Houndmouth, Middle Kids, The Drums, Whitney, and Wilderado, as well as atslots playing festivals like Austin City Limits and SXSW. But while the bandembrace their reputation as a fun-loving band of buddies making feel-good indiejams, they also acknowledge that this perception only represents one side of theircoin.“We tend towards the deeper stuff you have to chew on longer,” Harman says.“Our tendency is to sing about the more difficult things we encounter in life, andas we’ve gotten older we’ve experienced heavy things that have added moreserious layers to what we do. But at the same time our most popular song is largelyabout waking up and making breakfast. We definitely talk about straddling thatline.”And with the release of the new Eyelids Shut EP, the band is establishing thatdouble-edged identity even further. The four songs here are doused in maturity,both thematically and sonically. “Loss” and “reflection” are the words the bandpoints to when discussing what the songs are about, and how aging lends freshperspective to such topics. “As you get older, your perspective on things like losschanges but you still live with everything that’s happened to you,” Trevino says.“Be it the loss of a person, or even the loss of a version of a person,” Harman adds.“Death is definitely a part of it, but change and a part of someone being lost issomething we are singing about as well.”Malonis finishes the thought: “I also resonate with losing a version of yourself,how as you’re experiencing these losses you’re losing the more naive parts ofyourself. A lot of it lines up with the theme of our first album: becoming an adultand growing wise to the ills and parts of the world that aren’t so pretty.”Though the sonic spirit of Eyelids Shut varies from track-to-track, and evenmoment-to-moment, the songs’ common bonds propel the band to new heights.The EP begins with “Deathwish Fish,” a somber, steady number that ascends withits heavy thrum of climbing keys and guitar and a constant, powerful thump. The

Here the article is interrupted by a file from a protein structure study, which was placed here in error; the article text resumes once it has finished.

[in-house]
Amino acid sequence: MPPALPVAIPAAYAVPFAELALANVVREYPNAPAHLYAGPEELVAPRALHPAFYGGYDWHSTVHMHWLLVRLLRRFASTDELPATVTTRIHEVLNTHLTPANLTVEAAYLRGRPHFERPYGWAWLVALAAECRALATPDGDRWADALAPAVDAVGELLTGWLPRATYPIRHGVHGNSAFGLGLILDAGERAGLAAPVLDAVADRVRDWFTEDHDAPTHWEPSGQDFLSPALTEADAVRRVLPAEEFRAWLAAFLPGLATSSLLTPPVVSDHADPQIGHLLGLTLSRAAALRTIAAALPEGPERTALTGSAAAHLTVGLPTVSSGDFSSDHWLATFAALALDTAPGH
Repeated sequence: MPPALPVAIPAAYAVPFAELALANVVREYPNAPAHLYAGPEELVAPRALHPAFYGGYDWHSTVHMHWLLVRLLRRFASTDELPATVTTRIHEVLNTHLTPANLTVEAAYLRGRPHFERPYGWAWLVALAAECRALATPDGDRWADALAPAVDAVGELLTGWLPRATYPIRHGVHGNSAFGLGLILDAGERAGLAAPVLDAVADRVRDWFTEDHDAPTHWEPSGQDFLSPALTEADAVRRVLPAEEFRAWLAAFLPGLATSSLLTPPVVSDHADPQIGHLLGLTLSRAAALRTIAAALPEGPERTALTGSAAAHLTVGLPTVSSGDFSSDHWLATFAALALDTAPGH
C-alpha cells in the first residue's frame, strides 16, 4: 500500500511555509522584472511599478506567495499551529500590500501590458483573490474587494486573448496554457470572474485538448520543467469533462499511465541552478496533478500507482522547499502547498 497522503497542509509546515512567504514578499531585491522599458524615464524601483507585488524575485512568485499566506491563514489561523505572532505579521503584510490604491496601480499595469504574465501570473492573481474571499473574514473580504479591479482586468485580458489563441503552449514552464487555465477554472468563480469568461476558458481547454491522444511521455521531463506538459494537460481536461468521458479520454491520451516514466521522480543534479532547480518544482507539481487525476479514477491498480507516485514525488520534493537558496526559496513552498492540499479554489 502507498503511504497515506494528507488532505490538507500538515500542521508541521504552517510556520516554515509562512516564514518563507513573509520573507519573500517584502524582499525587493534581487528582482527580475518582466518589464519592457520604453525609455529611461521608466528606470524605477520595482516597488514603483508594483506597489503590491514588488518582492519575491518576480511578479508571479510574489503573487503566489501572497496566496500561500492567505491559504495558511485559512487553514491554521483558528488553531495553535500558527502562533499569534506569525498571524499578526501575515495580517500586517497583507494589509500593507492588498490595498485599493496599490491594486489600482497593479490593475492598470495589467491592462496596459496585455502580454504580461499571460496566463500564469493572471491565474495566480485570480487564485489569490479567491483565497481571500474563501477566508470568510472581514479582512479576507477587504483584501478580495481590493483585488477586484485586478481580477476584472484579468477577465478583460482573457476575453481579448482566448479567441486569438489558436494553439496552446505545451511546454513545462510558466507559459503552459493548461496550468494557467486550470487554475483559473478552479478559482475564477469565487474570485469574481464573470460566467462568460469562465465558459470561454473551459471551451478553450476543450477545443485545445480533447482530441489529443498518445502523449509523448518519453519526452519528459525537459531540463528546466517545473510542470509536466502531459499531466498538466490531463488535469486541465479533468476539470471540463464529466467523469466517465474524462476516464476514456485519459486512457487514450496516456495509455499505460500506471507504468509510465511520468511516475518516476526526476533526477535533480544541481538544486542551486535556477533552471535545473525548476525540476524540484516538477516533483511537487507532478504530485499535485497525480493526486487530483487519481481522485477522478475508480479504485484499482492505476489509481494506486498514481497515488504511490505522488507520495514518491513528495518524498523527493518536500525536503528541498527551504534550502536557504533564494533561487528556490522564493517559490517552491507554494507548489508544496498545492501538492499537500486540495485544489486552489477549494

song details the journey of pain from a loss throughout the better part of a decadeand the repercussions of that healing process over time. Next is “Cursive Tattoo,” atwo-step stomper that plows through its swinging tempo with chiming, dirge-yguitars and twinkling piano rolls as Harman sings, “You swore I was everythingyou wanted and more/but I’m not quite sure if I’m what you need.” “Aliens” has asurfed-out, sunny vibe replete with high tremolo tone and a stop-start, clip-clopbeat with matching fuzzy power chords, as if Parquet Courts traded the weed for asunrise set of waves. Trevino’s soft vocals turn into aggro howls in the samebreath, and the effect is mesmerizing. The reverb-heavy Vox organ recalls classicheady garage tracks like “96 Tears” and the whole song has a dark, pushy,in-your-face feel. The EP ends with the title track, a heavier head-nodder that callsto mind the tempo and guitar lines of Weezer’s “Undone (The Sweater Song)”meets the moodier work of Local Natives and serves as a bookend to the record.Recognizing that the song’s lyrics and story encapsulated the bigger themesspanning the EP—from the reflection on mundanity it presents to lines like “Iwoke up my eyelids shut/Forgot my dream and what I want to be”—they gave therecord its title as well.“‘Eyelids Shut’ is us saying, ‘Hey, this is life now, I still have to wake up and gointo work on Monday whether I’m changed or not,” Trevino says. “Life goes onregardless of what has happened.”Harman echoes, “That concept connected all the songs together; they’re aboutreflecting on loss, coming to terms with it, and changing perspective. When youget older, you realize it’s very chaotic being a human being, so this record is ustrying to make sense of that.”In all they do, Duncan Fellows strive to be honest in their music and as people,leaving positive experiences in their wake while expressing themselves and, yes,having a good time. Driven to evolve and grow as artists while never takingthemselves too seriously, their sense of adventure and commitment to their craft issure to serve their spirit well for the long, long haul.
Philadelphia-based rock band Sixteen Jackies make music that is often nostalgic, yet defies easy categorization. Pulling influence from glam, new-wave, early alternative (Sonic Youth, Pixies), and horror movies, they've crafted a unique set of torch songs for weirdos and misfits of all kinds that tie together into a tight and theatrical live show.
701 Haywood Rd
Asheville, NC, 28806